It’s a marker of Stanley Kubrick’s cultural importance that it’s difficult to have a conversation around decision making in AI without referencing 2001. The director’s masterpiece is about competitive evolution and the inevitable tussle between intelligent AI and humans in an imagined future where the former has reached sophistication. Kubrick’s epic is one of the earliest examples of the now established concerns about AI’s decision-making - what happens when cold objectivity meets the complexities of human choices?
The potential for mass unemployment is daunting in the short term, with unskilled labour likely to be the first to perish. The further entrenchment of a value imbalance between skilled and unskilled labourers will only deepen if unskilled labour can be completed (indefinitely) by machines for a fraction of the long-term cost. But this seems an inevitability, as companies look to cut bottom lines and chase productivity. What is more concerning in the long-term is the potential for a wider system based on nothing but numbers.
This is not a discussion about humanoid robots causing carnage on the streets after a malfunction turns them murderous. It’s not about AI-run space missions allowing humans to die because it increases the likelihood of success. It’s about automation of services and businesses. How do we, as a society, protect against brutal algorithms rolled out by faceless corporations under the banner of productivity, in place of otherwise understanding members of staff? Or a shambles as an under-developed AI fails to see an obscure problem with a train timetable and causes a standstill.
A good example of AI’s potential for cold efficiency would be the UK’s welfare system. Already bureaucratic, the relationship between those on Job Seeker’s Allowance and the state is too often one of punishment and box-ticking rather than compassionate aid. Though speeding up processes with AI would improve waiting times and allow for more remote interaction, intelligent automation would be far less understanding than a supervisor. It would be far more difficult to contest a decision when an intelligent machine can display with objectivity that your ineligibility for welfare is in line with wider national objectives. Whatever your political stance, it’s tough to deny that nuance is as important in cases like welfare as it is in legal matters. Automation will get the job done, it will cut costs where it needs to and greatly speed up application processes, but it would add a further layer of detachment between those in need and the budget-holders.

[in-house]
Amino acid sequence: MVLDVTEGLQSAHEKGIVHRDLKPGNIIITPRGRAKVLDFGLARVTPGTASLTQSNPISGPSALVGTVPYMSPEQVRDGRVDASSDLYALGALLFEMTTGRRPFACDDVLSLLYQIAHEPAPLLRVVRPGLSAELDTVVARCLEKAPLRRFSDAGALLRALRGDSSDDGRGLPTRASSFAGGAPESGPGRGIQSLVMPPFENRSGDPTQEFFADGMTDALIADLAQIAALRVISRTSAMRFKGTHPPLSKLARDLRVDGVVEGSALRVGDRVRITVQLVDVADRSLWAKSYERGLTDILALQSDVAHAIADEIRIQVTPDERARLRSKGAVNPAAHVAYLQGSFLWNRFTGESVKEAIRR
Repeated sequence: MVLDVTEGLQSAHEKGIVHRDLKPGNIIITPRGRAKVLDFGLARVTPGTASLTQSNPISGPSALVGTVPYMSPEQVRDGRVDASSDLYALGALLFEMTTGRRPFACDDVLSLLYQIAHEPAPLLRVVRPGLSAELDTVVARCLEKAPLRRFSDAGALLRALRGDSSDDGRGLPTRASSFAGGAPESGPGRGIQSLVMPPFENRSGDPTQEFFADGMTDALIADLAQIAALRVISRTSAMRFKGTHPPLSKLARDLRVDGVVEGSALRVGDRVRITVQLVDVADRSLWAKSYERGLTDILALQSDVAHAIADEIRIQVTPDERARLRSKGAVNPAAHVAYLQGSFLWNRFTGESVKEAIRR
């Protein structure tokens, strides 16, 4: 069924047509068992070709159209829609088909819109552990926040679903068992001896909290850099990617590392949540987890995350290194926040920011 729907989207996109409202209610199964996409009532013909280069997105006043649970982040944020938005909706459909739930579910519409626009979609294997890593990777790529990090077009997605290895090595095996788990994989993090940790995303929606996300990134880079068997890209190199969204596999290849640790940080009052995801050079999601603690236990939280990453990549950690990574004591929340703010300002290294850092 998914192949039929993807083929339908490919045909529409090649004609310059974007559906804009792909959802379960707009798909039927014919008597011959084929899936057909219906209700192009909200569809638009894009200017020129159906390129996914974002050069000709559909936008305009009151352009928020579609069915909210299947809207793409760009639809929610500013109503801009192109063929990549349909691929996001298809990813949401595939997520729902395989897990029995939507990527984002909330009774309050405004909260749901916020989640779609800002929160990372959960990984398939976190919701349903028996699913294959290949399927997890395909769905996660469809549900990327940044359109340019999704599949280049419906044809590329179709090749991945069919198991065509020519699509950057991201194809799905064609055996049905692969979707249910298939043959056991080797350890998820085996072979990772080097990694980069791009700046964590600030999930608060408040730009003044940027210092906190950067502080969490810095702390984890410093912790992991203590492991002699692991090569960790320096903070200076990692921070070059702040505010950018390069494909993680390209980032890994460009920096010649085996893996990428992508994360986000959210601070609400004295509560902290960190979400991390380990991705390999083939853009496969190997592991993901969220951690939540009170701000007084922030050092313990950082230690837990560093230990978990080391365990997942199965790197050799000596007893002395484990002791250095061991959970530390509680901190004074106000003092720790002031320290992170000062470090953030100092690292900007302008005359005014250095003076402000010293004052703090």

If the cold calculations made by computers were to pervade society in place of human warmth or empathy, it doesn’t seem too ‘tin foil hat’ to be concerned about it. We already have examples of problematic algorithms being rolled out without due care. At St George’s Hospital Medical School in the 1980s, an algorithm was found to be discriminating against women and people with ‘non-European-looking names’ when it sifted through student applications, for example, and AI has led to unjustly lost jobs, mistaken arrests, and a host of other complications that will only grow in number as the technology proliferates.
And laws to protect people are, at present, far from effective. Scientists have developed tests to detect AI bias, but there is currently no AI watchdog in place to regulate decision making by machines. The Guardian points to the fact that ‘UK firms, in common with those in other countries, do not have to release any information they consider a trade secret.’ This would include the AI in place to decide who is granted or denied a credit card or a loan, for example, and those rejected could well be left in the dark as to why their application failed.
Without proper checks or regulatory bodies in place, victims of faulty, insensitive, or discriminatory AI systems will find themselves battling something designed to remove the necessity of (or opportunity for) discourse. An application for a credit card might not hold repercussions one might deem life-changing, but in matters like law and order, welfare, health care, or the military, unflinching objectivity should be introduced remarkably cautiously.